The following video, although not directed at our increasingly dysfunctional Congress, might well have been so aimed. Anyway, it is short, worth enjoying, and captures the sentiment of a lot of Americans –
January 11, 2013
December 19, 2012
Not every editing job goes smoothly. Occasionally, I find that I think I did an outstanding job only to hear from the client about the problems the client discovered. Of course, I always fix my errors at no charge, so that is not a problem, but I have several times defended my lapse by saying I must have eaten one Twinkie too many while editing the book.
Now I can no longer claim the Twinkie defense with the end of Twinkie production as a result of Hostess Baking going out of business.
For younger editors, I suspect that Twinkies are an unknown quantity. They are simply angel food cake wrapped around a creme filling that is loaded with sugar. Twinkies are the original sugar high for baby boomers. Like most “miscreants” I simply grasped at any defense as a way to justify my actions (in this case, lack of doing what the client expected), and so it was the Twinkie defense.
It is well known that sugar highs cause people to do strange, weird things. What could be weirder than a topnotch editor like myself missing what should have been an obvious error? Alas, I will now have to own up, I’ll have to confess to misjudgment. Definitely not a good thing to do.
At the same time, I will cry over my grandchildren not being able to defend their misbehavior using the Twinkie defense. I was already prepping my granddaughter by whispering, when her parents’ backs were turned, “Twinkie, Twinkie” — and if caught, I could easily respond that I was saying “twinkle, twinkle” as in “twinkle, twinkle, little star.” But no more. Now my grandchildren will be defenseless and have to face the dire consequences without a good defense.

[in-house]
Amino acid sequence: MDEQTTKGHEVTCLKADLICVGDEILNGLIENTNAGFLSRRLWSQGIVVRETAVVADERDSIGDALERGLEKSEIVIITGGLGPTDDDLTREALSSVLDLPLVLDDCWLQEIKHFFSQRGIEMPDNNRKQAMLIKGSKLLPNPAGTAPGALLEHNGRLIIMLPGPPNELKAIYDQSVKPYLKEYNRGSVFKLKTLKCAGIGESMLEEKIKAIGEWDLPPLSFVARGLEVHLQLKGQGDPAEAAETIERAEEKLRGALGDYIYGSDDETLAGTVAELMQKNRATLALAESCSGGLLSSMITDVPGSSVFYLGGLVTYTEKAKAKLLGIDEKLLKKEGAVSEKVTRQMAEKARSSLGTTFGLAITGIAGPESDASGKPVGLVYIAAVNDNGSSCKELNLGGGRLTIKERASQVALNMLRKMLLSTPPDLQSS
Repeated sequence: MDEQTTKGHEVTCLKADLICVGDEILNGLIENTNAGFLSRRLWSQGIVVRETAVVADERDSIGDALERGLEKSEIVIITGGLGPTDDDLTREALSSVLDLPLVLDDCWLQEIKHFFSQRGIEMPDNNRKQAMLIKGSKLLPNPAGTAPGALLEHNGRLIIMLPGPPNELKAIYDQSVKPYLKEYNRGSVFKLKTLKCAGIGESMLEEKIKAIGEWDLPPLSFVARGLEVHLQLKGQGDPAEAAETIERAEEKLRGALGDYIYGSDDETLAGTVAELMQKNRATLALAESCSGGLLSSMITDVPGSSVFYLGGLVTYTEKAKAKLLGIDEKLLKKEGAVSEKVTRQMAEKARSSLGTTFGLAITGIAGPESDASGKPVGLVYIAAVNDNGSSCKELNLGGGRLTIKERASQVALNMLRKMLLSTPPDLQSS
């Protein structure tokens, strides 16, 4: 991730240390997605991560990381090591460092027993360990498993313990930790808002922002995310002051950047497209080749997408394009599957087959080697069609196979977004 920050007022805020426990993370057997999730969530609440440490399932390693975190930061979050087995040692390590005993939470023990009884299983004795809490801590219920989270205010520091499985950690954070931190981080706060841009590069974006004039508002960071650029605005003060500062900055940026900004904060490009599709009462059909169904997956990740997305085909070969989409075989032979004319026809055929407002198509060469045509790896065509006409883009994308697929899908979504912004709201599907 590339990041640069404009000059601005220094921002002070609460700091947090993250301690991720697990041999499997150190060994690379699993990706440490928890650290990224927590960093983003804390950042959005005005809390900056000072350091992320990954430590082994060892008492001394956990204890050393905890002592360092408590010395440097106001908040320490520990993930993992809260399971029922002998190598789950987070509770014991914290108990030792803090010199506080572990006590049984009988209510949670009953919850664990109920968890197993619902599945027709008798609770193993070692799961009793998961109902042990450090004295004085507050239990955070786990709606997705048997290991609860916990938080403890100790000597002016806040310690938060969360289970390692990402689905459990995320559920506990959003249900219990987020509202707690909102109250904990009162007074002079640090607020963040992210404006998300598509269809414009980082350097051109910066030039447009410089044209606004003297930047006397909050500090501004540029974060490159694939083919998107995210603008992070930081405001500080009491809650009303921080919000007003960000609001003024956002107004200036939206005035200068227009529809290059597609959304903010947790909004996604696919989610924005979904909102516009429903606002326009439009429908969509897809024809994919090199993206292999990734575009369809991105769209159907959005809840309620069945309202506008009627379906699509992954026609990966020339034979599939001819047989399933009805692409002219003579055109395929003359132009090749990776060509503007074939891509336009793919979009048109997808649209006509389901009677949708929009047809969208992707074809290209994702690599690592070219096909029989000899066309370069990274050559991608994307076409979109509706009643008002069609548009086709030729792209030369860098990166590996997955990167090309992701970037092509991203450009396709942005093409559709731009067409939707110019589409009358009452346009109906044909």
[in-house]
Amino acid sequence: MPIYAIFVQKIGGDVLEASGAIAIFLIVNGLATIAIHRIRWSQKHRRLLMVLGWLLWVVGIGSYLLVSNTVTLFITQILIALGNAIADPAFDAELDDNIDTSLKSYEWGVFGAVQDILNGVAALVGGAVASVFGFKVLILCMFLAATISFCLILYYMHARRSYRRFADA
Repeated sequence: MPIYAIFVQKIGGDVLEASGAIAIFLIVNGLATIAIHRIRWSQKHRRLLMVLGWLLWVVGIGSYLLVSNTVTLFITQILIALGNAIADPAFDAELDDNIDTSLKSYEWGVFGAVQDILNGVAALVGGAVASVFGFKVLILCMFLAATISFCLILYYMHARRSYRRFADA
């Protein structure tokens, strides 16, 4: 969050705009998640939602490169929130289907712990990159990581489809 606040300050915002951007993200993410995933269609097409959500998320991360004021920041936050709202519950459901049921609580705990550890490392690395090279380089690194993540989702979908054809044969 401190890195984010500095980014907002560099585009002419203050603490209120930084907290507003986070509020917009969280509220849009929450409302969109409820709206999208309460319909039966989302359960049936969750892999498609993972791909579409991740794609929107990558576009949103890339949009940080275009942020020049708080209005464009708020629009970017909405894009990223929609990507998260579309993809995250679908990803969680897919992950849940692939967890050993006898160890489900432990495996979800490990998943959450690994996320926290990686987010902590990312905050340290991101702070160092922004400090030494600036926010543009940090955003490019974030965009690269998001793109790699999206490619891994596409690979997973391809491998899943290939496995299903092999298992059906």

The Twinkie was the ideal vehicle for excessive sugar ingestion. The Twinkie defense was also the best defense against a lot of misdeeds. Alas, the time has come to say a final goodbye to Twinkies and my Twinkie defense –
November 21, 2012
As we get ready to celebrate Thanskgiving — and a 4-day holiday weekend, Black Friday, and the beginning of the final Christmas shopping rush — I thought some fun would be warranted.
Since the original video, “I Will Survive,” was removed by YouTube, here is a replacement starring Daffy Duck in 1949′s “Holiday for Drumsticks” –
Next is “You Can’t Gobble Me”
And “U Can’t Stuff This”
Have a happy Thanksgiving!
October 31, 2012
Time for a video interlude. Enjoy the following Halloween-related videos — one each from song, cartoon, and humor. Enjoy the trick or treatin’ but go easy on the candy – too much sugar will show up everywhere!
First, a song from Tim Burton’s The Nightmare Before Christmas –